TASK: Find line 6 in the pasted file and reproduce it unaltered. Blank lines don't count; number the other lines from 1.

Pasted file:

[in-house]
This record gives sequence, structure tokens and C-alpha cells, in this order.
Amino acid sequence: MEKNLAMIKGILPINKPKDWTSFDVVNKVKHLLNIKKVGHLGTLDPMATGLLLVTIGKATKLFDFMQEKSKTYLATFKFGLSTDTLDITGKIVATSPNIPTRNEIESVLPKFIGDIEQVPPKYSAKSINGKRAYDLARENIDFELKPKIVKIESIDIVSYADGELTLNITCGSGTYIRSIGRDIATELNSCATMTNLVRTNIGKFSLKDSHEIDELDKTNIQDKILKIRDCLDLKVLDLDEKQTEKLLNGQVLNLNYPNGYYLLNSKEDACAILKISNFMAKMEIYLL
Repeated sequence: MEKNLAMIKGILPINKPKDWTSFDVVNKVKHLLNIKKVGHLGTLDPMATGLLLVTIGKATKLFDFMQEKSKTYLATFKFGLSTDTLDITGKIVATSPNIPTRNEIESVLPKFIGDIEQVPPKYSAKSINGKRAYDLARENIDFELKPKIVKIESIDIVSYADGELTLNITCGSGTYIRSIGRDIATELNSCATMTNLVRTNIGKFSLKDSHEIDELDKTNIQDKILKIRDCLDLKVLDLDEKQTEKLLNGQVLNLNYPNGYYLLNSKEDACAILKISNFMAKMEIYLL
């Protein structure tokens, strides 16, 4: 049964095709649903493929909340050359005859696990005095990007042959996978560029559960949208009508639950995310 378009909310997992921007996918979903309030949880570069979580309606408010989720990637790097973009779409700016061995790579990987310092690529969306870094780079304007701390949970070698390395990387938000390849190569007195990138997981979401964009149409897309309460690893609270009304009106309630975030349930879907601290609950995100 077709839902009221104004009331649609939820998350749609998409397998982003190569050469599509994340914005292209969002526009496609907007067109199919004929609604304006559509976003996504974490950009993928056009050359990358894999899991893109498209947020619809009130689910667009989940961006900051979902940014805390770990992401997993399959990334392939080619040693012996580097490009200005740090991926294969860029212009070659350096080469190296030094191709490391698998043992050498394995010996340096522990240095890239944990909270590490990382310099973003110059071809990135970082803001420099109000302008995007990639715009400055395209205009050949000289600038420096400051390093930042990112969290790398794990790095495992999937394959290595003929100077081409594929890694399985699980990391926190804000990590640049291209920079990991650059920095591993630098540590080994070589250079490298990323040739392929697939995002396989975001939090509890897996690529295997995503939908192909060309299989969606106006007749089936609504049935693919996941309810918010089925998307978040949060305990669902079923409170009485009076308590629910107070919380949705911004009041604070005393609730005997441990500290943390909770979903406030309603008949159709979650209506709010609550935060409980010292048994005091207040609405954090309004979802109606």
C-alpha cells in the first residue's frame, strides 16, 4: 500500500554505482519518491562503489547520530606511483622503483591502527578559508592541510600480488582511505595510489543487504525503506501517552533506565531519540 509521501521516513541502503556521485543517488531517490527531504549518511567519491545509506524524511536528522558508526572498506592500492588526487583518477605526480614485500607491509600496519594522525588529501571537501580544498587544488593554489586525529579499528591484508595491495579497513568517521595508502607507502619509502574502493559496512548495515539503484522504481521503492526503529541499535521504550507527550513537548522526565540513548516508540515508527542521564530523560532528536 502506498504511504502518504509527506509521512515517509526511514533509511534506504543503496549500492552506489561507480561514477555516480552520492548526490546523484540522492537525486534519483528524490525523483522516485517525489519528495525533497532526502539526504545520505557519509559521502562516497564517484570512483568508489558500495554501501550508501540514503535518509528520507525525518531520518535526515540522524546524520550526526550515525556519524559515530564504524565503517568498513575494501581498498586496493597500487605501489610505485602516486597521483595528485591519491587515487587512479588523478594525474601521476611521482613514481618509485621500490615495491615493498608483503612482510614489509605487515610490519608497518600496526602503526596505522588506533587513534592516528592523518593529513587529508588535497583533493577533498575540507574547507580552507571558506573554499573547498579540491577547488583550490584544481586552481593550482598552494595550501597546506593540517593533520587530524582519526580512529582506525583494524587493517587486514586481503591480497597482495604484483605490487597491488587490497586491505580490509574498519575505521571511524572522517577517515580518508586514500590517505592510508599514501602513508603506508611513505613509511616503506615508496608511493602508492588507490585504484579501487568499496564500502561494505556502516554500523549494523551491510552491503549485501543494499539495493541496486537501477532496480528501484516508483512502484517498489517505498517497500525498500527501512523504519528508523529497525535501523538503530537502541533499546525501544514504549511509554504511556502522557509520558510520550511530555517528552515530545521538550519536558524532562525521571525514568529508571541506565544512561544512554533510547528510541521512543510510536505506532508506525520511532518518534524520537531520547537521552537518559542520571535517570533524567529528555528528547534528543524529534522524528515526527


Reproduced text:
C-alpha cells in the first residue's frame, strides 16, 4: 500500500554505482519518491562503489547520530606511483622503483591502527578559508592541510600480488582511505595510489543487504525503506501517552533506565531519540 509521501521516513541502503556521485543517488531517490527531504549518511567519491545509506524524511536528522558508526572498506592500492588526487583518477605526480614485500607491509600496519594522525588529501571537501580544498587544488593554489586525529579499528591484508595491495579497513568517521595508502607507502619509502574502493559496512548495515539503484522504481521503492526503529541499535521504550507527550513537548522526565540513548516508540515508527542521564530523560532528536 502506498504511504502518504509527506509521512515517509526511514533509511534506504543503496549500492552506489561507480561514477555516480552520492548526490546523484540522492537525486534519483528524490525523483522516485517525489519528495525533497532526502539526504545520505557519509559521502562516497564517484570512483568508489558500495554501501550508501540514503535518509528520507525525518531520518535526515540522524546524520550526526550515525556519524559515530564504524565503517568498513575494501581498498586496493597500487605501489610505485602516486597521483595528485591519491587515487587512479588523478594525474601521476611521482613514481618509485621500490615495491615493498608483503612482510614489509605487515610490519608497518600496526602503526596505522588506533587513534592516528592523518593529513587529508588535497583533493577533498575540507574547507580552507571558506573554499573547498579540491577547488583550490584544481586552481593550482598552494595550501597546506593540517593533520587530524582519526580512529582506525583494524587493517587486514586481503591480497597482495604484483605490487597491488587490497586491505580490509574498519575505521571511524572522517577517515580518508586514500590517505592510508599514501602513508603506508611513505613509511616503506615508496608511493602508492588507490585504484579501487568499496564500502561494505556502516554500523549494523551491510552491503549485501543494499539495493541496486537501477532496480528501484516508483512502484517498489517505498517497500525498500527501512523504519528508523529497525535501523538503530537502541533499546525501544514504549511509554504511556502522557509520558510520550511530555517528552515530545521538550519536558524532562525521571525514568529508571541506565544512561544512554533510547528510541521512543510510536505506532508506525520511532518518534524520537531520547537521552537518559542520571535517570533524567529528555528528547534528543524529534522524528515526527